In 2015, a number of major companies in the food industry were forced to deal with the backlash surrounding a foodborne illness tied to their products. Chipotle Mexican Grill was the focus of scrutiny following an e. coli outbreak surrounding its West Coast stores and a norovirus outbreak linked to a Boston location.
Although the two foodborne illness outbreaks linked to Chipotle may be over, the court battles the chain will face have only begun. The Centers for Disease Control and Prevention (CDC) released a notice Feb. 1 that indicated both e. coli outbreaks linked to the chain appeared to be over. The initial outbreak enveloped 11 states and sickened 55 people, resulting in 21 hospitalizations. A second, smaller e. coli outbreak linked to the chain spread to three states, infecting five and sending one to the hospital. CDC noted that no deaths were linked to the outbreak. The chain will still need to contend with a class-action lawsuit filed Jan. 19 that alleges the company attempted to cover up a norovirus outbreak in Aug. 2015. The lawsuit focuses on a norovirus outbreak linked to a Simi Valley, CA, location that sickened at least 234 customers, reported Fortune (Jan. 21).
Chipotle stated that it was served with a federal grand jury subpoena as part of a criminal investigation tied to a norovirus outbreak this summer at one if its California restaurants that sickened 234 people. The investigation is being conducted by the U.S. Attorney's Office for the Central District of California in conjunction with the FDA’s Office of Criminal Investigation. The company said the subpoena requires the company to produce a "broad range" of documents and that it intends to fully cooperate with the investigation, reported NBC News (Jan. 6).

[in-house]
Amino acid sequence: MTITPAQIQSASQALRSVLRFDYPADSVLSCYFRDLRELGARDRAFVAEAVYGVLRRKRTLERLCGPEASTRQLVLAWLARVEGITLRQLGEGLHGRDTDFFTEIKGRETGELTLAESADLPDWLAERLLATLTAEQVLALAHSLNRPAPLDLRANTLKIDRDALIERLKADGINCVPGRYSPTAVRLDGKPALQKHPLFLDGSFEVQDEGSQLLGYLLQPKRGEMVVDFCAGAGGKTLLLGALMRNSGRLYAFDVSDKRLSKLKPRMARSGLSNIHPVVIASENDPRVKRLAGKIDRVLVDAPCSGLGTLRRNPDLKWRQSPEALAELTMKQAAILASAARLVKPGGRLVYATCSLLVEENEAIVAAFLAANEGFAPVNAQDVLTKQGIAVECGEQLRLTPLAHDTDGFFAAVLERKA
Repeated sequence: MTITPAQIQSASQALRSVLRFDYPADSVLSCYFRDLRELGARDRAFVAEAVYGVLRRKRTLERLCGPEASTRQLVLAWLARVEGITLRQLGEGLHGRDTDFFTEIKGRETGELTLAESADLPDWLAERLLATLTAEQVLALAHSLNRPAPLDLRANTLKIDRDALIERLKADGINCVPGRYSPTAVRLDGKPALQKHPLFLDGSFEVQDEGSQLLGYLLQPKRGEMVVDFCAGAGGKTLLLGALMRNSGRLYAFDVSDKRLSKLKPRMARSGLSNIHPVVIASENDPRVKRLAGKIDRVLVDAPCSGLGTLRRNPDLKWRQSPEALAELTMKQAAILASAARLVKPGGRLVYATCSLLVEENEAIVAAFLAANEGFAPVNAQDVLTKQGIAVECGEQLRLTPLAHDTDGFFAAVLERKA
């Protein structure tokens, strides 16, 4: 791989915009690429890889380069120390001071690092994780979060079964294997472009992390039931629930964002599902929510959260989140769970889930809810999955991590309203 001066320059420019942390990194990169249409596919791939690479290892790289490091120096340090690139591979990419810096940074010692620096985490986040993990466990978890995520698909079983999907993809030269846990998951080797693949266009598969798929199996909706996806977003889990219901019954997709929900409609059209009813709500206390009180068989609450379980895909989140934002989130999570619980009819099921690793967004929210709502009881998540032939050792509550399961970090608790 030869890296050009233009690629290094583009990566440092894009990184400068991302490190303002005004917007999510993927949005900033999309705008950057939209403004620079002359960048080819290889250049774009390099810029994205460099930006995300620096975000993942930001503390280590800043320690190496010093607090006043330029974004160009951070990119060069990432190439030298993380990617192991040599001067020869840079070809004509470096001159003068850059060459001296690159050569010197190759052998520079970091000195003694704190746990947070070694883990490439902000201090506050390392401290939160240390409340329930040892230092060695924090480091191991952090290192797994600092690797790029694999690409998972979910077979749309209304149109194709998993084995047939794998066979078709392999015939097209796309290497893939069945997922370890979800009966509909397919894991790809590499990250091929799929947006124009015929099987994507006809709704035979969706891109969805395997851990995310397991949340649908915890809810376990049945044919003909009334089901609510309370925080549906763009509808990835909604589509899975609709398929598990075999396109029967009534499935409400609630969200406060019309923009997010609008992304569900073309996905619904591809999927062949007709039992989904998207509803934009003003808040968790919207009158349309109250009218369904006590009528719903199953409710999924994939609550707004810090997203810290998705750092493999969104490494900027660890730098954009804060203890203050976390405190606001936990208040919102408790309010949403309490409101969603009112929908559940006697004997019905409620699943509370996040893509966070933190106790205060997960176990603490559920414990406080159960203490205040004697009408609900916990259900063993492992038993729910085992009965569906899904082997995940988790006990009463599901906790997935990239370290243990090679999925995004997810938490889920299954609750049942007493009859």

Later, Chipotle confirmed that the scope of a previously disclosed federal criminal investigation widened beyond a single restaurant in California. The company was served with a subpoena requiring it produce documents related to company-wide food safety dating back to the start of 2013, reported The State (Feb. 2).
In addition, a Chipotle shareholder filed a class action lawsuit against the chain and two top officials. The suit seeks to recover damages caused by the defendants' violations of the federal securities laws in the wake of the California norovirus outbreak that allegedly sickened 100 customers before expanding to a number of other locations. The suit alleges that the defendants made materially false and misleading statements regarding the company's business, operational and compliance policies.
In an effort to improve its food safety procedures, the company will close its stores for a few hours Feb. 8 for a company-wide meeting on food safety. The shutdown will offer an opportunity to talk about food safety changes and answer employees' questions about the recent outbreaks of E. coli, norovirus and salmonella, reported Chicago Tribune (Jan. 14).
The company will also will spend upwards of $50 million for a marketing campaign in the first quarter aimed at winning back customers scared away by multiple food-borne illnesses last year. The company hopes that the campaign, in conjunction with stricter food safety protocols, will help reverse a drop in same-store sales that reached as high as 36% in January, reported The Denver Post (Feb. 2).
Editor's note: This blog post contains information from the Jan. 11, Jan. 25 and Feb. 8 editions of The Food Institute Report. To stay up-to-date with the latest Washington regulatory news, become a Food Institute member and receive access to our bi-monthly 24-page report. Visit https://www.foodinstitute.com/joinfi for more information.
Chris is a business writer and market analyst that focuses on the Markets, Legal and Washington sections of the Food Institute Report. In addition, he assists in compiling data for various Food Institute publications throughout the year. He invites you to contact him via email at firstname.lastname@example.org to talk about anything food-related.
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